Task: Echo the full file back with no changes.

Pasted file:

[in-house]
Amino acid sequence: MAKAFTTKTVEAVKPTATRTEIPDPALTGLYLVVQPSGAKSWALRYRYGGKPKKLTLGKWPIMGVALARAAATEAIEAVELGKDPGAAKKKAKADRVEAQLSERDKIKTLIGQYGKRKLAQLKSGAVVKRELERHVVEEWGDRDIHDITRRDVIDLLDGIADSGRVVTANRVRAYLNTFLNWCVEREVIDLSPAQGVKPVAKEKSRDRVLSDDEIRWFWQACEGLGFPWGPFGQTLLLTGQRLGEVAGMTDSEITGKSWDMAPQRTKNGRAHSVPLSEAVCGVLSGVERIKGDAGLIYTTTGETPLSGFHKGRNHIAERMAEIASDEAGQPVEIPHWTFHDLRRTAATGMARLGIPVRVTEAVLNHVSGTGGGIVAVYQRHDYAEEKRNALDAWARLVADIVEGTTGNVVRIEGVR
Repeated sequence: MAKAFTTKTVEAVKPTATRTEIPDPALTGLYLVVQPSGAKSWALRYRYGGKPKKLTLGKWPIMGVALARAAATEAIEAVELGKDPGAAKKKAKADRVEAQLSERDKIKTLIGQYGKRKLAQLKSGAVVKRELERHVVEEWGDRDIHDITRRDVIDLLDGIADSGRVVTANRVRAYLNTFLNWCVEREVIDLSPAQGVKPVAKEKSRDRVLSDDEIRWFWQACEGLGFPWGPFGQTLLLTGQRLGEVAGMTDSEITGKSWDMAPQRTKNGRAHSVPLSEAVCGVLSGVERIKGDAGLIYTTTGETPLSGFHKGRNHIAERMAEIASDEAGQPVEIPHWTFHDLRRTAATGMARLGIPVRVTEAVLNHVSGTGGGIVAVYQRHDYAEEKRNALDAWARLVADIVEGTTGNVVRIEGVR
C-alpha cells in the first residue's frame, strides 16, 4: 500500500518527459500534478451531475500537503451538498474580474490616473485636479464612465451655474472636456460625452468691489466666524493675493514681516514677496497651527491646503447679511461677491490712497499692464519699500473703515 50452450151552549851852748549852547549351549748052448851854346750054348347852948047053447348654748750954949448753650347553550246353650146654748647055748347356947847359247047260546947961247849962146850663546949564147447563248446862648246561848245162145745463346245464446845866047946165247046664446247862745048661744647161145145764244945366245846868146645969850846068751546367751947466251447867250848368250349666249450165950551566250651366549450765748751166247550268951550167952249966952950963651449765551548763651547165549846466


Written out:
[in-house]
Amino acid sequence: MAKAFTTKTVEAVKPTATRTEIPDPALTGLYLVVQPSGAKSWALRYRYGGKPKKLTLGKWPIMGVALARAAATEAIEAVELGKDPGAAKKKAKADRVEAQLSERDKIKTLIGQYGKRKLAQLKSGAVVKRELERHVVEEWGDRDIHDITRRDVIDLLDGIADSGRVVTANRVRAYLNTFLNWCVEREVIDLSPAQGVKPVAKEKSRDRVLSDDEIRWFWQACEGLGFPWGPFGQTLLLTGQRLGEVAGMTDSEITGKSWDMAPQRTKNGRAHSVPLSEAVCGVLSGVERIKGDAGLIYTTTGETPLSGFHKGRNHIAERMAEIASDEAGQPVEIPHWTFHDLRRTAATGMARLGIPVRVTEAVLNHVSGTGGGIVAVYQRHDYAEEKRNALDAWARLVADIVEGTTGNVVRIEGVR
Repeated sequence: MAKAFTTKTVEAVKPTATRTEIPDPALTGLYLVVQPSGAKSWALRYRYGGKPKKLTLGKWPIMGVALARAAATEAIEAVELGKDPGAAKKKAKADRVEAQLSERDKIKTLIGQYGKRKLAQLKSGAVVKRELERHVVEEWGDRDIHDITRRDVIDLLDGIADSGRVVTANRVRAYLNTFLNWCVEREVIDLSPAQGVKPVAKEKSRDRVLSDDEIRWFWQACEGLGFPWGPFGQTLLLTGQRLGEVAGMTDSEITGKSWDMAPQRTKNGRAHSVPLSEAVCGVLSGVERIKGDAGLIYTTTGETPLSGFHKGRNHIAERMAEIASDEAGQPVEIPHWTFHDLRRTAATGMARLGIPVRVTEAVLNHVSGTGGGIVAVYQRHDYAEEKRNALDAWARLVADIVEGTTGNVVRIEGVR
C-alpha cells in the first residue's frame, strides 16, 4: 500500500518527459500534478451531475500537503451538498474580474490616473485636479464612465451655474472636456460625452468691489466666524493675493514681516514677496497651527491646503447679511461677491490712497499692464519699500473703515 50452450151552549851852748549852547549351549748052448851854346750054348347852948047053447348654748750954949448753650347553550246353650146654748647055748347356947847359247047260546947961247849962146850663546949564147447563248446862648246561848245162145745463346245464446845866047946165247046664446247862745048661744647161145145764244945366245846868146645969850846068751546367751947466251447867250848368250349666249450165950551566250651366549450765748751166247550268951550167952249966952950963651449765551548763651547165549846466